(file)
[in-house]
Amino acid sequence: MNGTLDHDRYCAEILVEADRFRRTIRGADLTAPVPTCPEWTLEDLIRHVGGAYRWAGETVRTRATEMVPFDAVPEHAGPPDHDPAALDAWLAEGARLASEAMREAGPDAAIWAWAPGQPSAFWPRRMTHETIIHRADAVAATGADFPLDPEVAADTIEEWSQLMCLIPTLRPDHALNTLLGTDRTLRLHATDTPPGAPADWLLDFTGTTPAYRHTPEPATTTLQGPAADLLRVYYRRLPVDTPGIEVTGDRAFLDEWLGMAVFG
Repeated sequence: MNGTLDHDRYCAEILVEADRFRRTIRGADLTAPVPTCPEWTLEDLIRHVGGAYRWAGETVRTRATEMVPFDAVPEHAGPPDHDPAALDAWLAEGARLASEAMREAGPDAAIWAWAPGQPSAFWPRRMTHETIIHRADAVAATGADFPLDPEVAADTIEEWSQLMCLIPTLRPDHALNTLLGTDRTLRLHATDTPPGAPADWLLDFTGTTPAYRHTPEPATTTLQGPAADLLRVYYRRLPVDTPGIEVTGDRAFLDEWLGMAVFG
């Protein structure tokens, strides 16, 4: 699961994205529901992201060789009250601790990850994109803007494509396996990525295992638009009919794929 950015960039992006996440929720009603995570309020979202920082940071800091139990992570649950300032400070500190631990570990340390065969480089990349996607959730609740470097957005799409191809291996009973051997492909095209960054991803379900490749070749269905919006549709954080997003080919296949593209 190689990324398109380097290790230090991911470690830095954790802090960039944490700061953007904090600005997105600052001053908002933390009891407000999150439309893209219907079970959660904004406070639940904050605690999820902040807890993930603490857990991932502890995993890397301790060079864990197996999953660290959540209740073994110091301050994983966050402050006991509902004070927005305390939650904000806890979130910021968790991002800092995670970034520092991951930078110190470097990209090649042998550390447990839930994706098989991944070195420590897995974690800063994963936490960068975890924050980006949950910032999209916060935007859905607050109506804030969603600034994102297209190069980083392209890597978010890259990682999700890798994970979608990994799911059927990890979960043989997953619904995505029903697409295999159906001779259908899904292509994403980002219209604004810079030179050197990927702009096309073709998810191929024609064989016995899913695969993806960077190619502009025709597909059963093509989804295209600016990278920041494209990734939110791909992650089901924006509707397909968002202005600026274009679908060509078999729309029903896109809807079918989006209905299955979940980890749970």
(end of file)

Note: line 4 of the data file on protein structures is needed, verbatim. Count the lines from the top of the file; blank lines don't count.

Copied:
């Protein structure tokens, strides 16, 4: 699961994205529901992201060789009250601790990850994109803007494509396996990525295992638009009919794929 950015960039992006996440929720009603995570309020979202920082940071800091139990992570649950300032400070500190631990570990340390065969480089990349996607959730609740470097957005799409191809291996009973051997492909095209960054991803379900490749070749269905919006549709954080997003080919296949593209 190689990324398109380097290790230090991911470690830095954790802090960039944490700061953007904090600005997105600052001053908002933390009891407000999150439309893209219907079970959660904004406070639940904050605690999820902040807890993930603490857990991932502890995993890397301790060079864990197996999953660290959540209740073994110091301050994983966050402050006991509902004070927005305390939650904000806890979130910021968790991002800092995670970034520092991951930078110190470097990209090649042998550390447990839930994706098989991944070195420590897995974690800063994963936490960068975890924050980006949950910032999209916060935007859905607050109506804030969603600034994102297209190069980083392209890597978010890259990682999700890798994970979608990994799911059927990890979960043989997953619904995505029903697409295999159906001779259908899904292509994403980002219209604004810079030179050197990927702009096309073709998810191929024609064989016995899913695969993806960077190619502009025709597909059963093509989804295209600016990278920041494209990734939110791909992650089901924006509707397909968002202005600026274009679908060509078999729309029903896109809807079918989006209905299955979940980890749970």